This is the year for travelling religiously, writes the Reverend Katharine Ruwens
I met cathedrals early in life, and at a young age began to get the hang of them and to grow to love them. The secret is to be brought up in Salisbury, a city dominated by the 404ft spire of its magnificent cathedral. Inside the vast nave we learnt childhood accommodation of adult habits on a grand scale: services observed at waist height, and everything being loud and out of reach - the music, the marble pillars, the prayers.

Fortune has thus been kind in providing me with an acute sense of belonging to England's heroic religious heritage. This year, happily, tourists get a chance to share in it, as a result of a coincidence of anniversaries.

It is a good thing that St Augustine chose not to mess with Pope Gregory the Great. He and his monks had travelled as far as Gaul. Weary, they wanted to be released from their obligation and return to Rome: after having been "encouraged by letters from Gregory", Augustine landed in Kent in 597 to begin reconversion to Christianity. (The Romans first brought Christianity to England, but under the Anglo-Saxons the country had reverted to paganism.) Hence 1997 is a year of celebration, marking the 1,400th anniversary of his arrival, and an equal commemoration of the death of St Columba on Iona. St Columba didn't have a particularly easy journey of it, either, on his route from Ireland, what with recalcitrant monks and shipwrecks.

English Heritage has designated this year a time of celebration of the country's Christian traditions. We are invited to follow in the footsteps of the early Christian fathers - along the way meeting some mothers too, among them Queen Bertha and St Hilda. Special events around the country include an exhibition of medieval imagery at the Bar Convent Museum in York, and tile-making demonstrations at Cleeve Abbey in Somerset. The highlight of English Heritage's year is on 25 May, when the Archbishop of Canterbury opens a pounds 1m museum amid the remains of St Augustine's Abbey in Canterbury.

Over the next six months, the holiest of English cities will host exhibitions of paintings and photographs and a display of relics of St Thomas Becket, including the Becket chasse, or casket, acquired by the V&A last year. The Dean of Canterbury is not anticipating miracles. He is, however, expecting much toing and froing, and even more visitors than usual, when the pilgrimage season gets under way.

As Chaucer's pilgrims got the urge to go on pilgrimage in April, "when the sweet showers fall", so, too, will the chapter and choir from Canterbury Cathedral set off for Rome in April. There they will sing, and share in worship at holy places - San Gregorio al Celio and Santa Maria Maggiore. They are not the staff-and-cockleshell variety of pilgrim, as they are travelling there by the fastest means available, on a scheduled flight from Heathrow.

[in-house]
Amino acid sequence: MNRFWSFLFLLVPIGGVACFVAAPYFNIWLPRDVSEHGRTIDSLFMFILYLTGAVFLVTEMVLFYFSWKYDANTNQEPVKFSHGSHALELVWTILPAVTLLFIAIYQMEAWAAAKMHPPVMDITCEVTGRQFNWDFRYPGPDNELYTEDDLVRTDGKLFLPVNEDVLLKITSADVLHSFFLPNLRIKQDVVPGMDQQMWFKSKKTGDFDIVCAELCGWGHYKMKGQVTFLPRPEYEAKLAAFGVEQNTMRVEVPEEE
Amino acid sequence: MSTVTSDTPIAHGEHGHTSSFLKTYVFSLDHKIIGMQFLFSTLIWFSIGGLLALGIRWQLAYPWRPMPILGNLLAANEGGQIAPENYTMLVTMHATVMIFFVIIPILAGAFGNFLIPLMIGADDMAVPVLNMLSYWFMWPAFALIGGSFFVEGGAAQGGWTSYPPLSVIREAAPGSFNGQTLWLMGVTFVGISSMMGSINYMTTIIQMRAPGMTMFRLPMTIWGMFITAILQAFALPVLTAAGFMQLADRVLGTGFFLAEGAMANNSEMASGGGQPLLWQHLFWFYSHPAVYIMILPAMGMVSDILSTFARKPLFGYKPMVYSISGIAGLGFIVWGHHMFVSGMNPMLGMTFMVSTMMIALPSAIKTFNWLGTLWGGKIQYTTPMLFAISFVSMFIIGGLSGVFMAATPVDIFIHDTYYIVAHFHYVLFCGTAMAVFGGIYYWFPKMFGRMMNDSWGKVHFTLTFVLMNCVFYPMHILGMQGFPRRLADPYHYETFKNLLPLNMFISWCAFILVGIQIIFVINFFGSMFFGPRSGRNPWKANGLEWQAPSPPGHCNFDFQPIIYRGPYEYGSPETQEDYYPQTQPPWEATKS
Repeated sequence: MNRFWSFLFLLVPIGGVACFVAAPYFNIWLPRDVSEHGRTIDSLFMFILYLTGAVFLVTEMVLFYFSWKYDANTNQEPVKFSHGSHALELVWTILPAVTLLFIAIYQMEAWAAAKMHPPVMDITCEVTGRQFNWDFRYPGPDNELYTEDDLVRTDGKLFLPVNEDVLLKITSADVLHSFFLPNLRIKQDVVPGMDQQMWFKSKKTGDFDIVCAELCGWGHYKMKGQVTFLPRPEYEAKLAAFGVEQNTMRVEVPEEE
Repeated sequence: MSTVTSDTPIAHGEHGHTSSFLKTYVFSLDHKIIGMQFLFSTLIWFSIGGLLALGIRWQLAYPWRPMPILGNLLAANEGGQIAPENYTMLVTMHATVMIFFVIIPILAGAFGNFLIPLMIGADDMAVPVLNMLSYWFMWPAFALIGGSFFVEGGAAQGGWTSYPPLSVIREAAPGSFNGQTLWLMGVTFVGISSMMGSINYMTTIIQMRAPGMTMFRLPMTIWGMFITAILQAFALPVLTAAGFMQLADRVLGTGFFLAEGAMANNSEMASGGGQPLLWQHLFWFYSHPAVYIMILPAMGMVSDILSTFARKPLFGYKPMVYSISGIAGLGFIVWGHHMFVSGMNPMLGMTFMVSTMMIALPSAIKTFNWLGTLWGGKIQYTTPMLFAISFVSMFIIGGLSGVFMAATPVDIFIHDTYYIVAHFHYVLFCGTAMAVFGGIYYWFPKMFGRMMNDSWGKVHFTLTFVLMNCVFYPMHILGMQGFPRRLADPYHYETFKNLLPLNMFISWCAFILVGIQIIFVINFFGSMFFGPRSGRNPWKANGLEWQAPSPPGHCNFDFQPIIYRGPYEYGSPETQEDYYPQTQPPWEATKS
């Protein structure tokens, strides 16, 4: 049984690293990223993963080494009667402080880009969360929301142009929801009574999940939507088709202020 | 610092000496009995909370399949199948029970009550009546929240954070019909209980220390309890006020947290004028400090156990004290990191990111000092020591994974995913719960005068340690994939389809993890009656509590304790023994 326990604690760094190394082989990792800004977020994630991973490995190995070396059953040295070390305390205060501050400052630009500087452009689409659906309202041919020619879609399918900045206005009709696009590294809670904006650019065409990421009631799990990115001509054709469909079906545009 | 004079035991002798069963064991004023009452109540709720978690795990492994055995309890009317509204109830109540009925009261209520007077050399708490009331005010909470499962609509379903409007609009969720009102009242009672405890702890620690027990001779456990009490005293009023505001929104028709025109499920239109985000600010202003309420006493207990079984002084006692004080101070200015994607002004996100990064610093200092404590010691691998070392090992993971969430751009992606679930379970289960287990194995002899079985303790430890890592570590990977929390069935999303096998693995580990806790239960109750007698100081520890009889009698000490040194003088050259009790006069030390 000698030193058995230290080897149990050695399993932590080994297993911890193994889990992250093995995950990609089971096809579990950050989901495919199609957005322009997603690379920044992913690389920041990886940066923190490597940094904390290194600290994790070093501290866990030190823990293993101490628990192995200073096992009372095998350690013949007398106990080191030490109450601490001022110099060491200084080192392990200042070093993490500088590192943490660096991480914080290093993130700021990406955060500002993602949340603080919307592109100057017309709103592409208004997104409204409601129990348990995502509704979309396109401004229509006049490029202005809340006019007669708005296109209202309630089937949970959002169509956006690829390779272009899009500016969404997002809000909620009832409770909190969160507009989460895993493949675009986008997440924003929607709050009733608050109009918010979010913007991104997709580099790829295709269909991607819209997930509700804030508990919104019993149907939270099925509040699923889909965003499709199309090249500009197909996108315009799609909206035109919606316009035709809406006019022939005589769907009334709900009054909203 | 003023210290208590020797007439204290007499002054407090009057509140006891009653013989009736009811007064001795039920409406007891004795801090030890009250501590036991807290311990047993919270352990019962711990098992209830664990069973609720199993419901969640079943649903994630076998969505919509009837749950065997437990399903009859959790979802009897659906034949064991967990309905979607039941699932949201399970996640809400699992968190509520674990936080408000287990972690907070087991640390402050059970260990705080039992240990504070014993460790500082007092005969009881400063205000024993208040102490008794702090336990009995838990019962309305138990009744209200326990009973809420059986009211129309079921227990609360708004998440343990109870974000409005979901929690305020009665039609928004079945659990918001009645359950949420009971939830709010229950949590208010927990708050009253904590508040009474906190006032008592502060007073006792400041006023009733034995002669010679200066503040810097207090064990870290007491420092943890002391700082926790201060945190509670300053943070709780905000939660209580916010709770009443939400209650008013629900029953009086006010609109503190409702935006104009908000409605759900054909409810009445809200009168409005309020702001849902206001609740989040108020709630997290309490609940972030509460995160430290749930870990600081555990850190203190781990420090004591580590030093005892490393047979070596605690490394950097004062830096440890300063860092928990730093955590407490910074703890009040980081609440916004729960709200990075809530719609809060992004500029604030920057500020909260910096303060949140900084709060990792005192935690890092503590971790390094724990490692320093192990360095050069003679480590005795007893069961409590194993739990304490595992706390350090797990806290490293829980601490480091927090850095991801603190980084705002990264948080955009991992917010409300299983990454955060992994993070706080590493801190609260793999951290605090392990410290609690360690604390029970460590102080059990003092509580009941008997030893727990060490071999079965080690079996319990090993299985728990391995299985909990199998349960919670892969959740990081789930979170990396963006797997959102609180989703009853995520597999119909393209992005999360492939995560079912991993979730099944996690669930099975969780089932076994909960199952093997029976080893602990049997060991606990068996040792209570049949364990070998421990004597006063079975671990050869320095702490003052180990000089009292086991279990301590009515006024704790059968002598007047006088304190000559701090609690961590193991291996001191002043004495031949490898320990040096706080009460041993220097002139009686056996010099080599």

Shortly afterwards, a group of 50 will reverse the itinerary, and a handful of walkers will be among them when they start from Rome on 18 May. They are travelling through Italy and France and will be joined by a further 400 pilgrims when they reach Canterbury Cathedral on 26 May, the feast day of St Augustine.

The massed ranks of pilgrims then take four routes to Derry in Ireland, to arrive on 9 June. The journey's end is the city founded by St Columba, today seen as a place of reconciliation. The route will take the pilgrims through great cities and places of urban and industrial deprivations, as well as more conventional places of pilgrimage, such as Whitby Abbey (left) and Lindisfarne Priory. This pilgrimage is not seen as an exercise in nostalgia, but as a treading of the Christian faith through cities and suburbs where the main religion is not necessarily Christianity - such as Leicester, with its large Hindu and Muslim communities.

We live in days of high speed travel, and in many ways barely skim the surface of our world. In making 1997 a year of pilgrimage, Britain's Christians of the four nations hope to make present generations more conscious of the faith and the way in which Christianity has formed us and our world.

The writer is priest at St John's in Waterloo, London.

Bar Convent, York (01904 643238): medieval imagery 7 April-7 September.

Cleeve Abbey, Somerset 01984 640377 01823 272033): tile-making and storytelling, 20-26 September.

Whitby Abbey (01947 603568), open 10am-6pm, 22 March to 31 October, 10am-4pm from 1 November.

Lindisfarne Priory (01289 389200); access only at low tide, across causeway.

English Heritage Souvenir Map 1997, available free by calling 0171-973 3434.